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Morning Coffee: Is it worth burning out over the CFA? Credit Suisse wants to be the number one investment bank

CFA exams

Back in the day, CFA charterholder status was an exclusive club. Up until the early-noughties, the numbers taking CFA level III were low, and the pass rate regularly hit 70% plus. This year, as the biggest ever cohort of people earned their charterholder stripes, it’s more of a badge of honour for a long and hard struggle.

15,606 people passed level III in June, nearly 1,000 more people than last year and the biggest ever number. 2006 was a bit of a last hurrah – 16,283 people showed up and 76% passed. Since then, as the number of test takers has grown, pass rates have barely broken 50%. This year, 54% of candidates made it through and there are now 209,561 charterholders.

The CFA Institute says it’s all about “professional knowledge and ethics” among finance professionals and wants as many people as possible to take the exams. It also recommends 1,000 hours of study for all three levels across four years. The reality is that it’s more likely to take 400 hours plus per exam (in between a full-time job and regular life pressures), could take up to eight attempts and trying to do it quickly can be very bad for your health. Those on the other side of all this should be asking what impact it will have on their career and whether the whole thing is really worth it.

In case you’re wondering what opportunities will open up, you are far more likely to work in portfolio management than anything else, or failing that equity research.

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While asset management has held up well compared to other financial services sector since the 2008 financial crisis, the rise of ETFs and other index-trackers together with ongoing consolidation hardly screams an industry in its hey day. Meanwhile, equity research headcount has been decimated since the financial crisis – headcount has halved since 2007 – and even senior analysts have gone from earning millions pre-crisis to around $700k tops. Yes, the buy-side has taken up the slack somewhat, but it’s still a decidedly less lucrative and stable career.

The CFA member directory also suggests that there are just 226 charterholders working at Blackrock globally and 28 at Pimco. The biggest employer, at least in 2014, was UBS which had 420 charterholders.

The CFA still holds a lot of weight, of course, and will undoubtedly open up both a broad network of other charterholders and career opportunities, as countless people will testify. But financial services is smaller world, the competition for places is as great as ever and the number of people holding the qualification gets ever-bigger, its value is undoubtedly diluted.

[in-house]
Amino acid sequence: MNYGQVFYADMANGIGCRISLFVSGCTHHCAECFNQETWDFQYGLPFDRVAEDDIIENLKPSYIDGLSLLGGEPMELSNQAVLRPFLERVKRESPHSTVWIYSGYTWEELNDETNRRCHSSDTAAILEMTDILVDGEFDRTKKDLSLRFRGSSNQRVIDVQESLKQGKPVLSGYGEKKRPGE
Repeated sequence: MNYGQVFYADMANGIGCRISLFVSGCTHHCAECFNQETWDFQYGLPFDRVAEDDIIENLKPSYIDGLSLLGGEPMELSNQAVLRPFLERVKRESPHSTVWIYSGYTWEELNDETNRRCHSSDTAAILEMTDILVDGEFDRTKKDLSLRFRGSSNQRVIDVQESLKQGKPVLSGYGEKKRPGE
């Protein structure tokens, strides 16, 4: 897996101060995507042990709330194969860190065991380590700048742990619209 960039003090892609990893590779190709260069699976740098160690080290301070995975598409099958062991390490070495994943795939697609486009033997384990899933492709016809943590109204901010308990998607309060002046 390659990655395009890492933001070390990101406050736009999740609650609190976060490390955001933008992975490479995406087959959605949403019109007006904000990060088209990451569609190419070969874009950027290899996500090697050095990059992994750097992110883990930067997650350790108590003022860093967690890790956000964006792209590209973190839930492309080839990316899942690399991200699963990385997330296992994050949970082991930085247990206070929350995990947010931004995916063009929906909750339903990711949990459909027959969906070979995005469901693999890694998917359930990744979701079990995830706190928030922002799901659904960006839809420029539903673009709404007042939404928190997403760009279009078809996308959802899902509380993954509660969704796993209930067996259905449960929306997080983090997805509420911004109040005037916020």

Separately, as much as Tidjane Thiam, Credit Suisse’s CEO, mentioned the need to cut costs in order to boost profitability and how he ‘reengineered’ the markets business in just eight weeks during a long Q&A with Bloomberg, he needs a strong investment bank really.

This is essentially the reiterating the theme of providing investment banking services to very rich individuals in order to bolster its wealth management unit. But Thiam wants to be the best.

“For these billionaires, much of their wealth is in physical assets. What you do as a banker is monetize those assets,” he said. “Moving them out of that position takes a lot of investment banking skill. We can only be successful in the long term if we are best in class at investment banking. These clients don’t want to deal with the second best or third best.”

Meanwhile:

Bankers in London sending out “exploratory nibbles” to schools on the Continent in case they have to move out of the UK (WSJ)

VTB Capital has quietly trimmed 115 people – or 22% of its headcount – from London over the past year (Intellinews)

Nomura has shifted its head of north Asian rates trading to lead its European emerging market macro desk (Financial News)

J.P. Morgan has no problems with its IPO pipeline (Business Insider)

Wall Street firms step up efforts to stop regulators clamping down on compensation (WSJ)

Hedge funds are too big individually to move fast and are all crowding around the same investments (Bloomberg)

10% of people quit their jobs dramatically. Employers don’t like these ‘bridge-burners’ (NYMag)

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